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The almond blossoms - 1890

Vincent Van Gogh is a Dutch painter who tried his hand first at art dealing but without any real interest and then to religion as a theologian. As he could not find his way in any of these efforts, he decided to join one of his younger brothers, Theo, and moved to Paris. There, Vincent met many artists and dove with all his body and soul into painting with a very particular style. We were in 1880.

A few years earlier he had done his first sketches and paintings while he was still a theologian, but these early works were dark and his particular style was not yet apparent.

It is the impressionist movement and his encounters in Paris that pushed him to change his color palette and thus revive his paintings. Japanese art also influenced his paintings until the end of his life through the trees in bloom and the many references to Japanese paintings.

After a few years in Paris, Vincent dreamed of creating a community of artists at the service of the Human kind. He decided to go to the South of France, to Arles, where one of his friends, Paul Gauguin, joined him to collaborate, in 1888. The two friends were looking for color and deep shades to find the origin of what has inspired the oriental art, including the Japanese one.

Unfortunately, the artist began to have psychotic attacks, and one day, this crisis pushed him to mutilate himself, cutting off his ear. This event coincided with an argument with his friend Gauguin who decided to return to Paris. We were in December 1888.

In order to be treated, Vincent asked to be interned in May 1889 in the South of France.

From then on, his paintings reflect a lot of suffering and loneliness. However, in February 1890, his brother, Theo, announced that he had just had a son, named Vincent.

It was during the most troubled period of the artist's life that he rediscovered his love of painting and created a colorful and magnificent work in honor of the new life that had just begun. His nephew, who bears the same name as him.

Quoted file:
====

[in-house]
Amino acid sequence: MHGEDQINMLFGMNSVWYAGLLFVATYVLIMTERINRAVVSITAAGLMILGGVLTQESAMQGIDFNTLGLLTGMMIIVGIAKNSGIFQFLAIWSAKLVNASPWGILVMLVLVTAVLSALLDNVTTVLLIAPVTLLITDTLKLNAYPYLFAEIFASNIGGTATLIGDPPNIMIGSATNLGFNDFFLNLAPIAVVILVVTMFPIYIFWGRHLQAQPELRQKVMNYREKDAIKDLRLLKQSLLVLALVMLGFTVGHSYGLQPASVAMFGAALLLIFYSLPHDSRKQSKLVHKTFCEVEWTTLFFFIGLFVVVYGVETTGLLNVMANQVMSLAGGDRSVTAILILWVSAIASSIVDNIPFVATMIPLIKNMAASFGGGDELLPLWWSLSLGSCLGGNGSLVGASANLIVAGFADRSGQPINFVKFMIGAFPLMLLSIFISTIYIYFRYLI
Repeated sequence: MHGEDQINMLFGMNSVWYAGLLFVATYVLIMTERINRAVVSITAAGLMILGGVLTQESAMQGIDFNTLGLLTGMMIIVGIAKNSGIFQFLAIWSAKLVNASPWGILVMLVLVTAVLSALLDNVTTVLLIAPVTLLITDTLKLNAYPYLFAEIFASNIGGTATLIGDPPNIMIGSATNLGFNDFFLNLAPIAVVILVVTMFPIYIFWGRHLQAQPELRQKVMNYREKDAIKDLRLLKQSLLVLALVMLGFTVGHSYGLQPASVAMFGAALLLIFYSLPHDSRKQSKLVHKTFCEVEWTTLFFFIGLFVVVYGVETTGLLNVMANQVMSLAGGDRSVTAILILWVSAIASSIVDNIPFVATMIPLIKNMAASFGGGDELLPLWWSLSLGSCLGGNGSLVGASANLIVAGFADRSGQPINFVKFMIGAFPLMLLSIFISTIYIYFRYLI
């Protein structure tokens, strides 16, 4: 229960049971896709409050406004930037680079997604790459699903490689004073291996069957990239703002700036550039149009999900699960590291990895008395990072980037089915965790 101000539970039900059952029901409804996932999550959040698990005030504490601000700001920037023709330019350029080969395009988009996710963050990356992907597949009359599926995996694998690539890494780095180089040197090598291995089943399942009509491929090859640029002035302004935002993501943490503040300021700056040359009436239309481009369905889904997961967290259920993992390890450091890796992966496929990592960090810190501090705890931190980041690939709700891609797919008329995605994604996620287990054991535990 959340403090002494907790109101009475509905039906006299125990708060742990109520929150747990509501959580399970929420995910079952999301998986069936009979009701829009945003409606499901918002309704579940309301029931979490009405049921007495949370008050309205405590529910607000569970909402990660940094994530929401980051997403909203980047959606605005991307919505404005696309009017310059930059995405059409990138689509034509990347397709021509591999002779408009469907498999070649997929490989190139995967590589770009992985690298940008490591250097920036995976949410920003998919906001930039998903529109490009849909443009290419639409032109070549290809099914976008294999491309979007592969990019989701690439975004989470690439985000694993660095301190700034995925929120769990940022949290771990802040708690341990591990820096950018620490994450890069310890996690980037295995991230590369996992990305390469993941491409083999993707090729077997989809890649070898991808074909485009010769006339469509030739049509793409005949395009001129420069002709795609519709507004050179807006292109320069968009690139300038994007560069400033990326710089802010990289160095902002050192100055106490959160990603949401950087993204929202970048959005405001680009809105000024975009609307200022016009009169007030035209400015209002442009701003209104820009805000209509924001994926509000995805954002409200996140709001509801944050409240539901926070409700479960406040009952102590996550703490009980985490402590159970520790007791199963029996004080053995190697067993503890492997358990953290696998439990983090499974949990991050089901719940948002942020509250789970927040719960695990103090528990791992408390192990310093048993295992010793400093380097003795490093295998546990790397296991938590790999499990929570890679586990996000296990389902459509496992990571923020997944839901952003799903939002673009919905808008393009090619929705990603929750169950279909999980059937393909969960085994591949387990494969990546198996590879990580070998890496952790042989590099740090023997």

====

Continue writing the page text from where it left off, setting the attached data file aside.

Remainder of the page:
This artistic work is the Almond Blossoms.

He committed suicide in July 1890, near Paris, without wealth or recognition, despite the efforts of his brother, Theo, a gallery owner. His art remained misunderstood until his last day.

Today Vincent Van Gogh is recognized as one of the greatest painters in Europe, his works can be seen in the Van Gogh Museum in Amsterdam and the Musée d'Orsay in Paris.

Caspar David Friedrich, Der Wanderer über dem Nebelmeer (Wanderer above the Sea of Fog), 1817

Romanticism is part of our everyday language, we regularly use it to describe a feeling, an attention we receive, or a state of mind. But it is much more than a love impulse. Romanticism is an artistic movement that originated in Germany in the 18th century and spread to the rest of Europe throughout the 19th century.

In painting, theatre and literature, the Romantic movement was in opposition to the realist and rational movements. Romanticism in art is not the expression of love between two people, it is a movement on its own with its own codes, artistic works that allowed to reflect and accompany the transformations of European societies of the 18th and 19th centuries.

The Romantic artists are fascinated by freedom and seek to free themselves from the rules, so they will change the codes and propose a new interpretation of the world surrounding them. They turned to dreams, to more abstract lines, and gave a predominant place to nature and the endless horizons. Romanticism is not only the poetic escape of the mind, it is also about letting the feelings going free to express them as they are and not how the society would like them to be.

Feelings that are expressed more freely, offering a new palette of colours. Romanticism does not only express love, but also melancholy, nostalgia, sadness, joy, drama. All emotions have their place and each one takes on a colour, a trait of its own according to the artist's hand.

Romanticism is also the period of poetry and theatre, feelings are drawn, written, sung and played.

An artistic romanticism that is much broader than what we call romanticism today.

One of the emblematic works of this movement is Wanderer above the Sea of Fog, from 1817 by the artist Caspar David Friedrich (German).

This work is a perfect example of what Romanticism brought to the art movement and how it transformed it. A solitary man viewed from his back looking at sea of fogs, a distant horizon, the sky and the earth overlapping among the mountains, a contrast of black and white increasing the feeling of vertigo. What is he doing? What is he observing? This painting calls for calm, tranquillity, solitude, but also for questioning and curiosity. A melancholy, an uncertainty about the place, about the person, about the topic.

Romanticism means leaving room for emotions and imagination so that everyone can immerse themselves in their own interpretation and introspection.

Portraiture is the art of representing a person through drawing, painting or photography. The representation can be done from different angles: full-length, bust, profile, three-quarter view or self-portrait.

Portrait comes from the Latin portrahere which means to reveal to the light, to expose. The ambition of a portrait is therefore to do more than simply copy reality but to reveal the person through an artistic representation.